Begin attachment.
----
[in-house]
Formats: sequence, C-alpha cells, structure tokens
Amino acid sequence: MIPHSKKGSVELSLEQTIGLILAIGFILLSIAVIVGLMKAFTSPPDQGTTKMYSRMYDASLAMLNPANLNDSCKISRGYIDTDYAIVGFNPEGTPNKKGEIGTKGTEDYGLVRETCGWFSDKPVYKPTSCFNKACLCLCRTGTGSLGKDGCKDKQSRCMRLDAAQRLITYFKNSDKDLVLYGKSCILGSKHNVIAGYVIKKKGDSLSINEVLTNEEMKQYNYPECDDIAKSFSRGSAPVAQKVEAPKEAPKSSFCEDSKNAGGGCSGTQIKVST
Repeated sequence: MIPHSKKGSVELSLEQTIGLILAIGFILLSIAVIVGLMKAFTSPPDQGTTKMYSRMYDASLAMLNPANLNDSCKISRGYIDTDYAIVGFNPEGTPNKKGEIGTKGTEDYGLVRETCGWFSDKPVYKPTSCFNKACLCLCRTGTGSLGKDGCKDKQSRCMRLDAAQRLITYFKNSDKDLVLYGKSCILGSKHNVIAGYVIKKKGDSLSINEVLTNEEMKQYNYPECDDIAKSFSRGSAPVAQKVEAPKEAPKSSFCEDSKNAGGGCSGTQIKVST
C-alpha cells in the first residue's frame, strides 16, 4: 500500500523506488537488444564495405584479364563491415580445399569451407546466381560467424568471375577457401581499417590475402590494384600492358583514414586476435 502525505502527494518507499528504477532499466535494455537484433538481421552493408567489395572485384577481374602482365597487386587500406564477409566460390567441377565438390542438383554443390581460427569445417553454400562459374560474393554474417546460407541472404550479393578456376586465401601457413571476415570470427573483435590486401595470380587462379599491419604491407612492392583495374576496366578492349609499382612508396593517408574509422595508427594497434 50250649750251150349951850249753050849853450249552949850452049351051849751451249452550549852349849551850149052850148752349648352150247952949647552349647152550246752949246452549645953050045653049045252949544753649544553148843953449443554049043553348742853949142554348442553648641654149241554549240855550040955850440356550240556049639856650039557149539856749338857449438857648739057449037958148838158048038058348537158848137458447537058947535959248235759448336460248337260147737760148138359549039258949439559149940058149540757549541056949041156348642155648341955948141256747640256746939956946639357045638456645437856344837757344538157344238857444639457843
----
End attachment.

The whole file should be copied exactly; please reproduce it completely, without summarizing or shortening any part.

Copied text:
[in-house]
Formats: sequence, C-alpha cells, structure tokens
Amino acid sequence: MIPHSKKGSVELSLEQTIGLILAIGFILLSIAVIVGLMKAFTSPPDQGTTKMYSRMYDASLAMLNPANLNDSCKISRGYIDTDYAIVGFNPEGTPNKKGEIGTKGTEDYGLVRETCGWFSDKPVYKPTSCFNKACLCLCRTGTGSLGKDGCKDKQSRCMRLDAAQRLITYFKNSDKDLVLYGKSCILGSKHNVIAGYVIKKKGDSLSINEVLTNEEMKQYNYPECDDIAKSFSRGSAPVAQKVEAPKEAPKSSFCEDSKNAGGGCSGTQIKVST
Repeated sequence: MIPHSKKGSVELSLEQTIGLILAIGFILLSIAVIVGLMKAFTSPPDQGTTKMYSRMYDASLAMLNPANLNDSCKISRGYIDTDYAIVGFNPEGTPNKKGEIGTKGTEDYGLVRETCGWFSDKPVYKPTSCFNKACLCLCRTGTGSLGKDGCKDKQSRCMRLDAAQRLITYFKNSDKDLVLYGKSCILGSKHNVIAGYVIKKKGDSLSINEVLTNEEMKQYNYPECDDIAKSFSRGSAPVAQKVEAPKEAPKSSFCEDSKNAGGGCSGTQIKVST
C-alpha cells in the first residue's frame, strides 16, 4: 500500500523506488537488444564495405584479364563491415580445399569451407546466381560467424568471375577457401581499417590475402590494384600492358583514414586476435 502525505502527494518507499528504477532499466535494455537484433538481421552493408567489395572485384577481374602482365597487386587500406564477409566460390567441377565438390542438383554443390581460427569445417553454400562459374560474393554474417546460407541472404550479393578456376586465401601457413571476415570470427573483435590486401595470380587462379599491419604491407612492392583495374576496366578492349609499382612508396593517408574509422595508427594497434 50250649750251150349951850249753050849853450249552949850452049351051849751451249452550549852349849551850149052850148752349648352150247952949647552349647152550246752949246452549645953050045653049045252949544753649544553148843953449443554049043553348742853949142554348442553648641654149241554549240855550040955850440356550240556049639856650039557149539856749338857449438857648739057449037958148838158048038058348537158848137458447537058947535959248235759448336460248337260147737760148138359549039258949439559149940058149540757549541056949041156348642155648341955948141256747640256746939956946639357045638456645437856344837757344538157344238857444639457843